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Watching the Faces Light up in Kenya

WaterStep is incredibly fortunate to have University of Kentucky graduate student, Jennifer O’Brien, working on data collection in Kenya this summer alongside WaterStep Ambassador, Raphael Wanjala. Jennifer is a self-proclaimed data nerd and is completing an international practicum while in Kenya that will bring her one step closer to a masters degree in public health. 

Jennifer’s focus within her degree is on epidemiology: the study of disease and the branch of public health that focuses on how you track diseases within a population and how to stop the disease before it spreads. Once Jennifer was introduced to WaterStep, she knew it was a perfect partnership for her practicum. How do you stop the spread of waterborne illness? You make the water safe before people drink it. This is the core of what WaterStep does in the communities we serve.

Jennifer and Raphael are traveling around to communities in Kenya where WaterStep has installed safe water equipment. Their main goals are to see if and how the equipment is being used and to collect data on how the population has been impacted by having safe water and improved sanitation. Jennifer said, “From a public health standpoint, it’s amazing to see how communities take complete ownership of their water. Every time we go into a community and ask them to show us their water, their faces light up and they can’t wait to show us their water source. It’s often a contaminated bore hole with lots of trash floating on top, but they are so excited they can use the water because of the equipment they’ve been given to make it safe.”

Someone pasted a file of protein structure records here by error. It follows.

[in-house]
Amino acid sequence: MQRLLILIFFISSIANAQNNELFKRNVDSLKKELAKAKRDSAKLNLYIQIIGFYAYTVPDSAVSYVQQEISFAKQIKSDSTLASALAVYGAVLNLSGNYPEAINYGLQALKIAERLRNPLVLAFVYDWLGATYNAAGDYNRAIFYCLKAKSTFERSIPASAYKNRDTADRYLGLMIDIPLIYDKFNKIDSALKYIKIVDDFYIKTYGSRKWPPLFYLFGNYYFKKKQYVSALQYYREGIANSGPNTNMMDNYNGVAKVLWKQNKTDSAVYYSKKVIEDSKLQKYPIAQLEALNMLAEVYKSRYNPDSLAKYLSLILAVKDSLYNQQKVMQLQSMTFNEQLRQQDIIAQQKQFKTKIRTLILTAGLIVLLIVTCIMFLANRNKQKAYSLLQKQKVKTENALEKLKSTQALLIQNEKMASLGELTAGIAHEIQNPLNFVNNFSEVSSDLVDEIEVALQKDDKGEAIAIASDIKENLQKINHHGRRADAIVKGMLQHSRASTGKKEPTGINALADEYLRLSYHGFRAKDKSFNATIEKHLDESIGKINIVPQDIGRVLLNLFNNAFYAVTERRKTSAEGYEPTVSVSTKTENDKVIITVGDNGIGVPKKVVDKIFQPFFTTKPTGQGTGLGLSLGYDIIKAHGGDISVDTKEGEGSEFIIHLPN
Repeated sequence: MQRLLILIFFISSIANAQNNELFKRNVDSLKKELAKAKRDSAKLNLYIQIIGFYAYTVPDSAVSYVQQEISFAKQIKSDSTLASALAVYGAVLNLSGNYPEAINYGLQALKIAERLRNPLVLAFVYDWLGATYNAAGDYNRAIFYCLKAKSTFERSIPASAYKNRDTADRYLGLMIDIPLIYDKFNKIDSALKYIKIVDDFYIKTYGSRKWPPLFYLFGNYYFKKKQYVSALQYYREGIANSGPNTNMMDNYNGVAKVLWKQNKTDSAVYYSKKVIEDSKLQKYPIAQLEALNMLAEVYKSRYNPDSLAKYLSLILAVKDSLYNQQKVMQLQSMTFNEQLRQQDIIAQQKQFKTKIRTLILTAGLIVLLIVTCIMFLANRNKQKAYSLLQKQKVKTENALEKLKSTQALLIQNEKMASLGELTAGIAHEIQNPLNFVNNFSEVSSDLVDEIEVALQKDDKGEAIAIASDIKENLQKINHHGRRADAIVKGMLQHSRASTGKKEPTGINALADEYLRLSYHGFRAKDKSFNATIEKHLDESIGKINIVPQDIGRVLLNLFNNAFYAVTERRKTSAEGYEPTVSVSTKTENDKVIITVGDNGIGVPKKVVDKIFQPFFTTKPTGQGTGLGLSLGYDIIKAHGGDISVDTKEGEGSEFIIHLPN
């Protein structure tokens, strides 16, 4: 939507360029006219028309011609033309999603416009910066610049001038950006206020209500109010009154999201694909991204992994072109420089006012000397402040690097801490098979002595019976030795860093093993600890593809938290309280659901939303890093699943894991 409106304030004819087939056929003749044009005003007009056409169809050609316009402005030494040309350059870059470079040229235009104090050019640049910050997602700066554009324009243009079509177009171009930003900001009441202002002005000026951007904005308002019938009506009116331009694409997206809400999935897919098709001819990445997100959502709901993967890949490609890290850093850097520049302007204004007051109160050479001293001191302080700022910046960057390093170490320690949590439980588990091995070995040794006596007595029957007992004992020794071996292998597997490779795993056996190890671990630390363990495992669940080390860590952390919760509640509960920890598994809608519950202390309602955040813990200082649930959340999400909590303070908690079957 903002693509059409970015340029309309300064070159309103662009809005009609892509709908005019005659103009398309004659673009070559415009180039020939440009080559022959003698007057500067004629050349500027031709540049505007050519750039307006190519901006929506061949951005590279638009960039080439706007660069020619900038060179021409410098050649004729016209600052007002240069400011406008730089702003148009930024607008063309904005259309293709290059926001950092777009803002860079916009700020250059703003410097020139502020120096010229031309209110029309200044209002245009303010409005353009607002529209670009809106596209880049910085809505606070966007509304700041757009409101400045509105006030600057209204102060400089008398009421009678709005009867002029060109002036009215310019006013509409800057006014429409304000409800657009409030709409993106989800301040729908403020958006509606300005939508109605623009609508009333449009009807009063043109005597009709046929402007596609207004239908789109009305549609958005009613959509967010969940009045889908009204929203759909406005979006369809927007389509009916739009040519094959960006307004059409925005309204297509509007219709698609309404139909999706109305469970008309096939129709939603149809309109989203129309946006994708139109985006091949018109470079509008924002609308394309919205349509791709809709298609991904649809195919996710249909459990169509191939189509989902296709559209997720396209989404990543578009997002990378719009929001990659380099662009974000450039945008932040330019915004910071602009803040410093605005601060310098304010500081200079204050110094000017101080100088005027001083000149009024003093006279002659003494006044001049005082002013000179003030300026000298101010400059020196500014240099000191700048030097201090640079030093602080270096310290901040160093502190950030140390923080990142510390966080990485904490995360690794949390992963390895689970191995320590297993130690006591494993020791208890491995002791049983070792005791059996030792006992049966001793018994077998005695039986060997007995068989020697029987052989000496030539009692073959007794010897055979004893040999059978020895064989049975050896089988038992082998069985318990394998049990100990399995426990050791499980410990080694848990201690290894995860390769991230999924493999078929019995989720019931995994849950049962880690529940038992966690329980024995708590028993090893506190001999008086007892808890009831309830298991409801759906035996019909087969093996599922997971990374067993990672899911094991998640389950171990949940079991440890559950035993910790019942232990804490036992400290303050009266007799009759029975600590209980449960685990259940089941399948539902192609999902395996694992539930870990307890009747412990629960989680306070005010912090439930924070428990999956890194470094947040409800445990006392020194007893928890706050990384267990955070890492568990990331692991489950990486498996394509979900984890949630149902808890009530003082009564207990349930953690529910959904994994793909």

Jennifer went on to say, “It’s been amazing to see how impactful the tools have been in the communities. I always feel so celebrated because the people are so thankful and so excited to see us. I’ve received chickens and bananas as gifts. When we ask how we can continue to help, they always say they want more. More equipment. More WaterStep. Not a single group has said they aren’t using the tools. Every community is using the equipment and wants more, more, more.” 

For the last five years, Jennifer has taught biology at Frederick Douglass High School in Lexington, KY, focusing on biomedical sciences through Project Lead the Way. She told us one of the biggest opportunities within the program is giving exposure to public health. Jennifer will take the knowledge she has gained through her masters program and practicum and apply it in the fall in her new position, teaching in a Maryland high school classroom.

Thank you, Jennifer, for choosing to work with WaterStep this summer to complete your international practicum. We look forward to more partnerships in the future!

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